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My “Lincoln” review (a.k.a. No vampires, but extra Daniel Day-Lewis)

November 9th, 2012 by Rick · 1 Comment ·

This week, I reviewed Steven Spielberg’s new film, “Lincoln.” Two-time Oscar winner Daniel Day-Lewis plays Abraham Lincoln in the movie, which chronicles the period of time midway through the Civil War when the 16th President was trying to push through the amendment to the U.S. Constitution that would outlaw slavery.

It’s a fantastic film that’s basically just a very long pitch to give Day-Lewis another Oscar — and in this case, that’s a good thing. He’s amazing in the film, and outshines some great performances by an all-star cast that includes Tommy Lee Jons, Sally Field, James Spader, and many, many other actors you will recognize instantly.

Here’s an excerpt from my review that explains one of the only real flaws I found in the film:

Clearly a passion project for Spielberg, Lincoln is a film made by and for history buffs – something that works to both its benefit and detriment at various times. Much like he’s done with so many other films, Spielberg has a knack for finding the most compelling character arcs history has to offer and making the theater a classroom of sorts. The lesson in American history taught by Lincoln isn’t as subtle as the one found in Saving Private Ryan, but the movie does a nice job of staying in mainstream territory rather than veering into hardcore historical-drama turf.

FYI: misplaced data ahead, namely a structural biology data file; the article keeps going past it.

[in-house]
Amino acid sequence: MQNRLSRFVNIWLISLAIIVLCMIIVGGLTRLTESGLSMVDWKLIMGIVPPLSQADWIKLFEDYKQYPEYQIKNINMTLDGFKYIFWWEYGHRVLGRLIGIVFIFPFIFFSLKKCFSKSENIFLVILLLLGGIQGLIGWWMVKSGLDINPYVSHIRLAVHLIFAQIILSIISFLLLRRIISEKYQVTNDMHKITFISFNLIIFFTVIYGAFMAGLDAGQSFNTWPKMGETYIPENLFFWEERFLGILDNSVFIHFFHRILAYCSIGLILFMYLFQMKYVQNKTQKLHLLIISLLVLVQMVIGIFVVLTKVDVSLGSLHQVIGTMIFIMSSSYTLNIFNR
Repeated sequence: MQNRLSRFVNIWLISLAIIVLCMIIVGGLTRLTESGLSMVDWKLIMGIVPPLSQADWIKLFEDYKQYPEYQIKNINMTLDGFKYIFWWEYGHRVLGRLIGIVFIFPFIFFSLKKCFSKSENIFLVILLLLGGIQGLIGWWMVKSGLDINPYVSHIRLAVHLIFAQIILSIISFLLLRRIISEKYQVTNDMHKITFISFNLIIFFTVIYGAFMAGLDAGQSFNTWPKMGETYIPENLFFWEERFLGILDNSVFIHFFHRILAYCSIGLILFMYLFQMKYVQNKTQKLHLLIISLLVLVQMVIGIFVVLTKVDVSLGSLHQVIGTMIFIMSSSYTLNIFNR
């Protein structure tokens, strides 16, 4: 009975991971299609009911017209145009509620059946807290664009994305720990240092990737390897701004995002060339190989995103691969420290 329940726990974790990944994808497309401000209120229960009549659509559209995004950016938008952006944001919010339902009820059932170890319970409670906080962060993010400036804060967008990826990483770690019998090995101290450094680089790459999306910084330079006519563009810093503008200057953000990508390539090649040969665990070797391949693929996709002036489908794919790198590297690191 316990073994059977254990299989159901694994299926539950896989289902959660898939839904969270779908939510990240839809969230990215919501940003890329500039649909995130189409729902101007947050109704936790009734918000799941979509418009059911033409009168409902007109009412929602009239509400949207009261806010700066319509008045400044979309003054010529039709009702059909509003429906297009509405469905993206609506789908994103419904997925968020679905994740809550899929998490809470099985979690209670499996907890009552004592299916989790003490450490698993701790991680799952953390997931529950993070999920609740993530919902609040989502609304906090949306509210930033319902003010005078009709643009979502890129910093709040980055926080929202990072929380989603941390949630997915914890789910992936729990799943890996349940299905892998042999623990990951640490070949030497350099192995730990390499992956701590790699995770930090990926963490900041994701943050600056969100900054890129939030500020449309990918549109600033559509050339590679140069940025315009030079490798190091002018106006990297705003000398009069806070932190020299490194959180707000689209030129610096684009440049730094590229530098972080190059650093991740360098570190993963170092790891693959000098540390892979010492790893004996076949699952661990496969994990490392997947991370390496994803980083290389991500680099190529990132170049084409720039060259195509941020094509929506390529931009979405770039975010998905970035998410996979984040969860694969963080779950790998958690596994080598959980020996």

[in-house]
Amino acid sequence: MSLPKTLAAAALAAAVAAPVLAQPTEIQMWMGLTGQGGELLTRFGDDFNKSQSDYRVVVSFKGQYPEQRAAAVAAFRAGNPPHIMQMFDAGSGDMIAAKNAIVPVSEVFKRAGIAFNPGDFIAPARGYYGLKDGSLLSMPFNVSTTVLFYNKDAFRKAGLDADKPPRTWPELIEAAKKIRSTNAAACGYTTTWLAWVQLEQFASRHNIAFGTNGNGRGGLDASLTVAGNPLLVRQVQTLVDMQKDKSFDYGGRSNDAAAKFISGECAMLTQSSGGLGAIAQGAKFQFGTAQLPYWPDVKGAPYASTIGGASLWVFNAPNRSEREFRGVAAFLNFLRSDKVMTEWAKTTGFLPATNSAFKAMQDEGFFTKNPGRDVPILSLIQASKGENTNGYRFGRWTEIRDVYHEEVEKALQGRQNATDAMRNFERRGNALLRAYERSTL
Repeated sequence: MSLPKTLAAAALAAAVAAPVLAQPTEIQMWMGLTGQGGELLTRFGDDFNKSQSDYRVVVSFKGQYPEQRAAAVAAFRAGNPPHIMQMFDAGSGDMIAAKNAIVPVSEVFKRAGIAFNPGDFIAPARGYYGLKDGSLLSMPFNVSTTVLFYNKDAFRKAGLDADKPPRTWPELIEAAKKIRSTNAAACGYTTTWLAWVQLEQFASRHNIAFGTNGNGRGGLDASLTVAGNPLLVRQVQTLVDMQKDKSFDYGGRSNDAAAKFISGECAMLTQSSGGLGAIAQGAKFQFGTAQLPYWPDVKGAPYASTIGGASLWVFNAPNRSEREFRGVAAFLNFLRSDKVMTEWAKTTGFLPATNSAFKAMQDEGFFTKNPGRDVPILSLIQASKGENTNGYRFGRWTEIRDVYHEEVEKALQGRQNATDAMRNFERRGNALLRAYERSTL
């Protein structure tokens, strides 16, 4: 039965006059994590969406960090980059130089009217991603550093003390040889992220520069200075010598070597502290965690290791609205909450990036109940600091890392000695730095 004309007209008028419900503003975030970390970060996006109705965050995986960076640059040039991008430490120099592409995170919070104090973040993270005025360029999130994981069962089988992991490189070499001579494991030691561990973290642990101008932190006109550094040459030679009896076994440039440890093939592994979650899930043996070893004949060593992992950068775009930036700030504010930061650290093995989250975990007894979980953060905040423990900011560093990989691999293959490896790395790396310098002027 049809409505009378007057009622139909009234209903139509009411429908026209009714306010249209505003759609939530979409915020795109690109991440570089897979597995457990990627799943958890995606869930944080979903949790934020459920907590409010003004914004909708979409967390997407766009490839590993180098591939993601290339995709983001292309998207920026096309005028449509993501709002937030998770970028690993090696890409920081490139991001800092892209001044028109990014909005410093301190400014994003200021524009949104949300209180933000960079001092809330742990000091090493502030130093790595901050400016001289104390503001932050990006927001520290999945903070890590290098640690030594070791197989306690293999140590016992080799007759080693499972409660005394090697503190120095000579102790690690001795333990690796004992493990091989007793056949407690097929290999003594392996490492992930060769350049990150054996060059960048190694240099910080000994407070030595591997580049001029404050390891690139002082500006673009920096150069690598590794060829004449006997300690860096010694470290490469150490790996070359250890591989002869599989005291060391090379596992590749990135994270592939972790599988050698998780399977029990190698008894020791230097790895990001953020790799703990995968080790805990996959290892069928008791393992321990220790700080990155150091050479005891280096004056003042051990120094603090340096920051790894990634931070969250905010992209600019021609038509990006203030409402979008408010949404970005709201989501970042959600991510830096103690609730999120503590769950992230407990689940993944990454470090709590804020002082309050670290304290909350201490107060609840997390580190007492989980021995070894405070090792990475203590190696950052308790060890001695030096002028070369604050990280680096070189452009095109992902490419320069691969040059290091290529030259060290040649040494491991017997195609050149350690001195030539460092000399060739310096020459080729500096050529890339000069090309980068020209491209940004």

Still, Spielberg’s in-depth knowledge of the subject matter occasionally leads to some glossing-over of character relationships and the political architecture of the time, which could be confusing to some audiences. With the shifting alliances between parties and politicians playing a major role in the film’s drama, certain moments lose their punch if you don’t have a firm grasp on the hierarchy of key players in American history or the balance of power at the time.

You can read the rest of the review — which spends a lot of time reiterating how amazing Day-Lewis is in the film — over at DigitalTrends.com.

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